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Transcript: Interview With Kelly Richmond Pope, Ph.D., CPA

June 2, 2020

In our latest episode, Maureen talks with Kelly Richmond Pope, Ph.D., CPA, an award-winning film director and associate professor of accounting at Depaul University, about using story-based learning in lieu of the traditional case-based approach. Kelly shares a digital platform and techniques to help increase student engagement in the classroom. Listen to the full podcast here.


Maureen: Hey everyone. Welcome to Leading Forward the Virginia Society of CPAs podcast, where we focus on innovation and technology. I'm your host, Maureen Dingus. And I invite thought leaders to talk about all things important to the CPA profession on these episodes. We'll turn our eyes to higher education and learning. Enjoy welcome everyone. Today, we are talking with Dr. Kelly Richmond Pope. She is going to be visiting us at our Accounting Educator Symposium newly renamed, the Accounting Educator Exchange due to thanks to a lot of the world changes today. This is an in-person event, but it will be online. As most of most folks out there in the world, we are, we are pivoting and making things happen in the way that they need to happen. But we know that our educators are still powering on and need to deliver a lot of important information in new and intriguing ways probably now more than ever. So, Kelly welcome. I appreciate you taking a little bit of time with us today.

Kelly: Thank you for having me.

Maureen: So yeah, yeah. So before we really dive into kind of the meat of what we want to talk about, could you just give us a little bit of background on your leadership journey and how you got to where you are a little bit about what you do, just kind of give our listeners a kind of a snapshot of who you are.

Kelly: Sure. Well, I am a film making accounting professor, and that might be a pretty unique conversation, a combination, but I'll tell you about it as we continue our conversation, but I am getting my Ph.D. at Virginia Tech and accounting and have been teaching at the university level since 2000 2001 as a, as a professor, but started teaching in the master's program at Virginia Tech in 1997. And I always desired to have a very engaged class and I find that teaching accounting is probably one of the most interesting classes that you can teach. And my, my job and duty is to make students feel connected and engaged to the content that we're sharing. And so I found that becoming a filmmaker is what really enhanced my ability to communicate accounting information and to really make the class very engaged.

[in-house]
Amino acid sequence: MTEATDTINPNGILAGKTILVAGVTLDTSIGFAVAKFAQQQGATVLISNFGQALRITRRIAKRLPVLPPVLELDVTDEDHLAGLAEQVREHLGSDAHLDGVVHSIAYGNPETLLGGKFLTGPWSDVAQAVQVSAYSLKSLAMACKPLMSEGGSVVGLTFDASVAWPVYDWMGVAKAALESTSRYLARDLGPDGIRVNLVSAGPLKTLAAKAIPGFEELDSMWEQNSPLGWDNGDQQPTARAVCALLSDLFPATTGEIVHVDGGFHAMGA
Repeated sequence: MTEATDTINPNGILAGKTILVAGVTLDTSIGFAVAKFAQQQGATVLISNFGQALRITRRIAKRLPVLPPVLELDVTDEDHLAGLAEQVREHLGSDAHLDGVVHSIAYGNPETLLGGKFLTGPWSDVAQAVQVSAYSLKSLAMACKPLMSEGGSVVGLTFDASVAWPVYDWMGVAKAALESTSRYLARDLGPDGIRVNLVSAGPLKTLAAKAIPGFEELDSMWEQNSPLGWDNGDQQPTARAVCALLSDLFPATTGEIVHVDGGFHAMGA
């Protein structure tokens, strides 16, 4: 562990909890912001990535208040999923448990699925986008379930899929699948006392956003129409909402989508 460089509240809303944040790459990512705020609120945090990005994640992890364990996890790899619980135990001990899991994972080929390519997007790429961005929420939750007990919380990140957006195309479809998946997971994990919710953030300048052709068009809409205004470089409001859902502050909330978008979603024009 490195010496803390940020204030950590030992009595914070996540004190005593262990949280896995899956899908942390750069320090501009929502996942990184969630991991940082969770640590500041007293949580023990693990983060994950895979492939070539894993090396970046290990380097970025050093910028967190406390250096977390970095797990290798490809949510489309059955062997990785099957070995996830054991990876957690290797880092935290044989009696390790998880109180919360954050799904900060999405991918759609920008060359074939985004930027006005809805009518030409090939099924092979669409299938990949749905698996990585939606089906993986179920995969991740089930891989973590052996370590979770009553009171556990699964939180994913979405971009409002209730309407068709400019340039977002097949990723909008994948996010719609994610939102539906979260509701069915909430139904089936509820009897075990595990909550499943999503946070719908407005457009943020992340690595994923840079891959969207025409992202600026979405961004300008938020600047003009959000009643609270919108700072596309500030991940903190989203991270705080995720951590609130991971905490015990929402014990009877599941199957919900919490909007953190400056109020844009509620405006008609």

So my claim to fame is I am an award-winning film director, my documentary, All The Queen's Horses, I'm streamed on Netflix from 2018 to 2019. Still live on Amazon Prime, Google play, DirecTV, YouTube and it's about the largest municipal fraud in U S history committed by a former city controller by the name of Rita Cranwell. And so I use that as a basis for teaching all of my accounting classes because what I found is story-based teaching is very effective in an accounting class, whether you're teaching, auditing immediate intro managerial in accounting, ethics story-based teaching is the way to go. So that's a little bit about my journey. I'm originally from Durham, North Carolina. I currently live in the Chicago land area and I'm an associate professor of accounting at DePaul University in Chicago.

Maureen: Oh, there there's a lot in there for us to dive into. I didn't realize that you had been at Virginia Tech. So many of our listeners may have already gotten to know you in a different way. So that's pretty neat.

Kelly: Yeah. I have my master's and my Ph.D. from Virginia Tech. Yeah. And my husband is a Virginia Tech alumni. So we are part of we're. I hope you have too. So yeah,

Maureen: The hokey house, I really love what you said about the storytelling. What sparked that in you? How did you get to feed that feeling about storytelling, especially as it relates to how you teach?

Kelly: Well, I think that story storytelling or story-based learning is really an evolution from the traditional case-based approach. And I think when we think about case method teaching, we, we probably think of Harvard business school and, you know a Socratic method and, and just calling on students without them knowing, hoping that they're, that they are prepared. And so it really stems out of a more engaging way to present a case. And so one of the problems that I've always found with a case is when you have a paper-based case, it's hard to infuse empathy and emotions into a paperback paper-based case. You're reading it and you're just sort of detached from it. And so filmmaking, in my opinion, allows a viewer or a learner to become completely immersed into the situation. It's really going back to how our brain works when we see story, or when we hear a story, we automatically place ourselves in that situation and view the main character as us and we start processing and internalizing differently.

So wouldn't, we want our students to do that in the classroom with accounting information or business concepts. Absolutely. So I found that you talking about story is a very different approach than saying, okay, let's do this case about this arbitrary company, or especially, it's more powerful than just topic-based training. And I think one of the problems that we find as accounting educators is we focus on topics. If you look at any given syllabus on any given day it's chapter and topic, but it's not story and issue-driven. And I think if we seemed each of our chat, each of our, our weeks are our days with us with a theme, like, like how, how a TV steer series has a title and a theme, an issue. I think we would have more students even walking in the door more engaged than they are when we just teach them topics.

Maureen: Right. Right. And part of what I hear you saying too, is the things that we hear employers looking for that critical, those critical thinking skills and even the successful professional right now, and even of the future is that the empathy, the asking questions that really a lot of those what people might call soft skills, but really are, are critical to success. So that, that's really interesting that you would bring those up.